Mental Health All-In
In part two of a three-part Q&A series with diversity and inclusion consulting firm All of Us, founder Andrew Phillips unpacks how employers can respond to and offer support for mental health issues that surface in the workplace while at the same time navigating the need to focus on company growth and employee productivity.
The key is to show empathy and support. Don’t pretend to understand what they are going through; they may not themselves. Employers should express support and convey that the key leaders and the business as a whole are keen to help in whatever way they can. There is a risk of being too involved and also of not being involved enough, which is why workplace training can help. However, as long as the employee knows that the employer views these challenges as ones that can be worked through together, that is an appropriate first step.
Businesses will want to continue to provide a great product/service to their clients and for all colleagues to enjoy their work. There is a risk of disruption if an employee is not performing at his or her best or is away from work for a period of time. Speak to the employee and find out what he or she thinks. Discuss what is best for the business and for the employee and plan around that. The employee may want the rest of the team to know what is going on or may not. Employers should respect that decision as much as possible.
It is important that the company and management let employees know they are supportive before an employee discloses an issue. The employee will typically have felt poorly for some time before disclosing any mental health issues. Fear as to how the employer will respond to any disclosure may make the employee anxious, so a clearly supportive approach may help stop an issue from escalating.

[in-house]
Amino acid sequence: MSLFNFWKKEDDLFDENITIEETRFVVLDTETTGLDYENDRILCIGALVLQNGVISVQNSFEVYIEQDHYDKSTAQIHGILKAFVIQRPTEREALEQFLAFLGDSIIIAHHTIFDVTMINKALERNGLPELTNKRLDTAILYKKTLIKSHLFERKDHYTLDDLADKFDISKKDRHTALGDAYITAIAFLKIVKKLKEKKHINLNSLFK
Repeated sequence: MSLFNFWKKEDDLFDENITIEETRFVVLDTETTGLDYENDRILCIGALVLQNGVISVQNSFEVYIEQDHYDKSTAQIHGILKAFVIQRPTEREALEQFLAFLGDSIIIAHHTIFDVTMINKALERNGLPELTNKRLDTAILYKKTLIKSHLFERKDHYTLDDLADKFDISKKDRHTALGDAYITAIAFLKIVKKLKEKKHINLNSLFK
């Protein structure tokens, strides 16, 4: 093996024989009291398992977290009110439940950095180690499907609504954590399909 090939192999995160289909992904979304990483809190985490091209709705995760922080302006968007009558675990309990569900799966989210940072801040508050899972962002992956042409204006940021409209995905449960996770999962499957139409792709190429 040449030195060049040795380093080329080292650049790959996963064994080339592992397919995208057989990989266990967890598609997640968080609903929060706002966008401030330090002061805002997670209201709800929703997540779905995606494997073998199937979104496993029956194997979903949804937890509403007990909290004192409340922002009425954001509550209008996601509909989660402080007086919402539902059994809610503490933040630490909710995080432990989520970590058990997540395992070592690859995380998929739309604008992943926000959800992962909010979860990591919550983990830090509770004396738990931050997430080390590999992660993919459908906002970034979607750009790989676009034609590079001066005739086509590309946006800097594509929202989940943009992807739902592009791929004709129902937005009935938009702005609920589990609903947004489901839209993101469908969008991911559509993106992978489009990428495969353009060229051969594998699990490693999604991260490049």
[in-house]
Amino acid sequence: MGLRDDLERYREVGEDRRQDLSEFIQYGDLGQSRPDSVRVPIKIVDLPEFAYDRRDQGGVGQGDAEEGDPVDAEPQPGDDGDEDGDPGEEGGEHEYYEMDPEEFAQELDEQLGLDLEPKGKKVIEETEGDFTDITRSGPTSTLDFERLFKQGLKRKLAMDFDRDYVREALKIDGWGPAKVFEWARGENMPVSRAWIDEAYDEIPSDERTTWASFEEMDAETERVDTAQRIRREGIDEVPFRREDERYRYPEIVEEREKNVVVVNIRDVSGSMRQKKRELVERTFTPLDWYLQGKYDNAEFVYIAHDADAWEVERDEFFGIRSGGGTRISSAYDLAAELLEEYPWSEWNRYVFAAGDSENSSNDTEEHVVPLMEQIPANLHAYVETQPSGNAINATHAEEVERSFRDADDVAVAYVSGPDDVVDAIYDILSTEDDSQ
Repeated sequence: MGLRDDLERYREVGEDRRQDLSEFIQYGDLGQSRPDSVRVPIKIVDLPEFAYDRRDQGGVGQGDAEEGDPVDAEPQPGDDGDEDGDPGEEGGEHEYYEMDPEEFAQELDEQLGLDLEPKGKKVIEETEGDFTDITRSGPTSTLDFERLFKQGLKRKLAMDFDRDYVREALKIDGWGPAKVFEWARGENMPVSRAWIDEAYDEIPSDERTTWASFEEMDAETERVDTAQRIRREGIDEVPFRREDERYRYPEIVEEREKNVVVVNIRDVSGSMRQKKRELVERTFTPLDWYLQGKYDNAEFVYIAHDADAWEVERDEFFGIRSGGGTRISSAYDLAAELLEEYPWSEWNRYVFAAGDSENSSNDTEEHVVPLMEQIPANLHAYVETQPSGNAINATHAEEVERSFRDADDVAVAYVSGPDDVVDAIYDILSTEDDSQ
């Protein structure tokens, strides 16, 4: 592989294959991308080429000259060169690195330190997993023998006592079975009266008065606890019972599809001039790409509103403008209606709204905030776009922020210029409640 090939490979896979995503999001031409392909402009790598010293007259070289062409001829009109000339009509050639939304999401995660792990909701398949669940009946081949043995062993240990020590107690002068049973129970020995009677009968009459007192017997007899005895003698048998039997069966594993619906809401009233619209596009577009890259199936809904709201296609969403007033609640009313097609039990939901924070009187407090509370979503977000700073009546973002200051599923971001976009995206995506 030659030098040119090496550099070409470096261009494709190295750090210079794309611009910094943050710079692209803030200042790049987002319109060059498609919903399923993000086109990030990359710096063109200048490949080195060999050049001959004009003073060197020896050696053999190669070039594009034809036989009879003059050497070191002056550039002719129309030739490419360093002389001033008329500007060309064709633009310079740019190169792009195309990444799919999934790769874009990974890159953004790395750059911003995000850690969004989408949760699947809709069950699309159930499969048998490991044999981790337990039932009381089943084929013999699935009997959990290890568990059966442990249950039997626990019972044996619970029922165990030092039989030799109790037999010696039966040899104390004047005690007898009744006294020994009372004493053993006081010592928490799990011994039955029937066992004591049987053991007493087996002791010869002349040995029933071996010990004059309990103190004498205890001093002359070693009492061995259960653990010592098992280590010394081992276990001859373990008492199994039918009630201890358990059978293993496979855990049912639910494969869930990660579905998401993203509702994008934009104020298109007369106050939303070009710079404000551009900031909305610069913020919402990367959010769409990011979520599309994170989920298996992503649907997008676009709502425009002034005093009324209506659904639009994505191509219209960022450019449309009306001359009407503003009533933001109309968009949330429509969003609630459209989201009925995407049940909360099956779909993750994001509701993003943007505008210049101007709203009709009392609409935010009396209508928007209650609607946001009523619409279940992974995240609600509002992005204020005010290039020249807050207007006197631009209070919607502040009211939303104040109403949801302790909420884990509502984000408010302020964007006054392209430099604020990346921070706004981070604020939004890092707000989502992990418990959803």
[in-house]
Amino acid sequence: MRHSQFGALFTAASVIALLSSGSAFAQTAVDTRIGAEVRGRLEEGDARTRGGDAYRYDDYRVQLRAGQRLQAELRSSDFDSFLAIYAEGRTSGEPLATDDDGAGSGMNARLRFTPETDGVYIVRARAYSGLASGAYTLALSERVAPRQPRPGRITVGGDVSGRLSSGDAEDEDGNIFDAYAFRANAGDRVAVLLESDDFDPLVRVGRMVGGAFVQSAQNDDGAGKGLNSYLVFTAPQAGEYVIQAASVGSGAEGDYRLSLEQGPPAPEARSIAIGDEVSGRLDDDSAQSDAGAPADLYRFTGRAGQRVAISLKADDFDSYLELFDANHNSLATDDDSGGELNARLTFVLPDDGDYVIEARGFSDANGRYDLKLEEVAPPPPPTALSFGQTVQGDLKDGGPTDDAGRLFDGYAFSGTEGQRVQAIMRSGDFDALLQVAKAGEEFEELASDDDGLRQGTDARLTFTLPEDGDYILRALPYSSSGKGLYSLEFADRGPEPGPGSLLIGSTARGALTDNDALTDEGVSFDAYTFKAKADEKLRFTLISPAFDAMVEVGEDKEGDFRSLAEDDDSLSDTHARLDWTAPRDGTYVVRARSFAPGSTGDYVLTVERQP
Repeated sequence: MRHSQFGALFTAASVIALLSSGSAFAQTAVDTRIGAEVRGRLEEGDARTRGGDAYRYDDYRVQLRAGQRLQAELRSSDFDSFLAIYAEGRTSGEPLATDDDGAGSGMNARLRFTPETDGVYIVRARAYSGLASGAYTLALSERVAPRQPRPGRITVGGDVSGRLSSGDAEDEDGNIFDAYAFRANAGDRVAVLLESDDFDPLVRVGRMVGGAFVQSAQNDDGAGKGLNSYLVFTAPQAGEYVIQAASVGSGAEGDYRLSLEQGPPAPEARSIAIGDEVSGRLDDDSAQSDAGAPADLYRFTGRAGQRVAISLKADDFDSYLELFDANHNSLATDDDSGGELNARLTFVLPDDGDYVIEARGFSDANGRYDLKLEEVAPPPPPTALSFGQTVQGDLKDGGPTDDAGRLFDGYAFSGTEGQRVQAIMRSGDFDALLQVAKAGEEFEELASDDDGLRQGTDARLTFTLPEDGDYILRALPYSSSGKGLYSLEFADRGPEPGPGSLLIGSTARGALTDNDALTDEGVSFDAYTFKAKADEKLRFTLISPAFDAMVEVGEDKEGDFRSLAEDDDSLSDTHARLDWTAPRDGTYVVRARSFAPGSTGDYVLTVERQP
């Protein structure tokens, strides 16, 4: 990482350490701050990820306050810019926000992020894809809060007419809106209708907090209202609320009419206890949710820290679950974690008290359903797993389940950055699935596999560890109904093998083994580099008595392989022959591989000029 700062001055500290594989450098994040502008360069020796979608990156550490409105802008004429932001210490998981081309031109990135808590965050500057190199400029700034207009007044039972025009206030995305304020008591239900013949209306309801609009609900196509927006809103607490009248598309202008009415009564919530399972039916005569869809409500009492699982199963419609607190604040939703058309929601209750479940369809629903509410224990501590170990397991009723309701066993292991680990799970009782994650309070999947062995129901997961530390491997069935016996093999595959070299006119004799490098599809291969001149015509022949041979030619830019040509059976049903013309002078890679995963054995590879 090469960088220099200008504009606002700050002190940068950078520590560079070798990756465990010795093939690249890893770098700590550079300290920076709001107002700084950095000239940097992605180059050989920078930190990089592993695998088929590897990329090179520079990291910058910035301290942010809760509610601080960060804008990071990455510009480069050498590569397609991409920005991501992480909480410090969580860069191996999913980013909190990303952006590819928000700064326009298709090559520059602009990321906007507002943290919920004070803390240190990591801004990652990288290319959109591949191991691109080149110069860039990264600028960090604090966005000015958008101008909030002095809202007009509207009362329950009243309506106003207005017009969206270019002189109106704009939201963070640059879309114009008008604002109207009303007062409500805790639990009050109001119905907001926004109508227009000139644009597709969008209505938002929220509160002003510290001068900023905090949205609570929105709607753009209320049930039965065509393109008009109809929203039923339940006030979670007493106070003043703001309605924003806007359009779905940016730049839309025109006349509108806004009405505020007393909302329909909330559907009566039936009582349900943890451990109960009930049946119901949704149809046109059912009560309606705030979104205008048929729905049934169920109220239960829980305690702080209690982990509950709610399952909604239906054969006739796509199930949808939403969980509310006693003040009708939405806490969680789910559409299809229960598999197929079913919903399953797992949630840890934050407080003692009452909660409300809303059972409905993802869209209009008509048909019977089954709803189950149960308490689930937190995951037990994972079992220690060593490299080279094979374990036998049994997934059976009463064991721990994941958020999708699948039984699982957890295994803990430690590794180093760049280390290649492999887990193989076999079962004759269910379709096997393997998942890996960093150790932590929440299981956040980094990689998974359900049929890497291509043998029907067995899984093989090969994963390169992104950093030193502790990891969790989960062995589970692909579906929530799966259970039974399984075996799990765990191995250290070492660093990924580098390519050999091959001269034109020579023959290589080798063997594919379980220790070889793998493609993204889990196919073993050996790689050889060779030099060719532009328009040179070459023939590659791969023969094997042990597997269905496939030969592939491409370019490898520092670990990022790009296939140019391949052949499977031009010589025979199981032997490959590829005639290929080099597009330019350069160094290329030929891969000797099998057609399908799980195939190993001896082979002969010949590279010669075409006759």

A recent Cigna global well-being survey found that 87% of employees are stressed at work—with personal finances being the top stressor—and 38% claim no stress management support is provided at all. Financial well-being is clearly a big issue, and there is a feeling that businesses do not do enough to support their staff in this or, if they do, they do not make clear what they offer in terms of support.
Food insecurity falls into the broader well-being category and can be one of the causes of increased sick leave, which has a massive impact on business performance. While harder to identify specific issues through the traditional staff surveys and polls, there is no doubt that food insecurity is a business issue that has to be managed carefully.
There has been a significant rise in the number of tech businesses built to provide benefits to employees that cover a wide range of health and well-being issues delivered to staff via an app so resources can be accessed as and when required.
The results are great: employees feel cared for and heard, are better equipped to plan their weeks, and feel the employer is responding and adapting as necessary through this new normal.
In many cases, indifference is the result of ignorance, which may not be the individual’s fault and instead may purely be the result of that person’s reality. A white person might never see racism in day-to-day life. Thus, a good approach is to open people’s eyes to the experiences of others. Companies often do this by sharing case studies of their employees who are ambassadors and represent the issue and the benefit/support that the business brings to the issue. Role models are widely used to spread the word and show proof of how a company works hard to help those suffering with their mental health at work.
You can also point out that clients and colleagues will have close family and friends with a range of mental health challenges. Show empathy, include everyone in the conversation, educate where necessary, and highlight the importance of inclusion in staff morale and company performance.
The most critical action company leadership can take is to notify staff that they are supportive. This is largely unknown and causes huge anxiety among staff struggling with their mental health.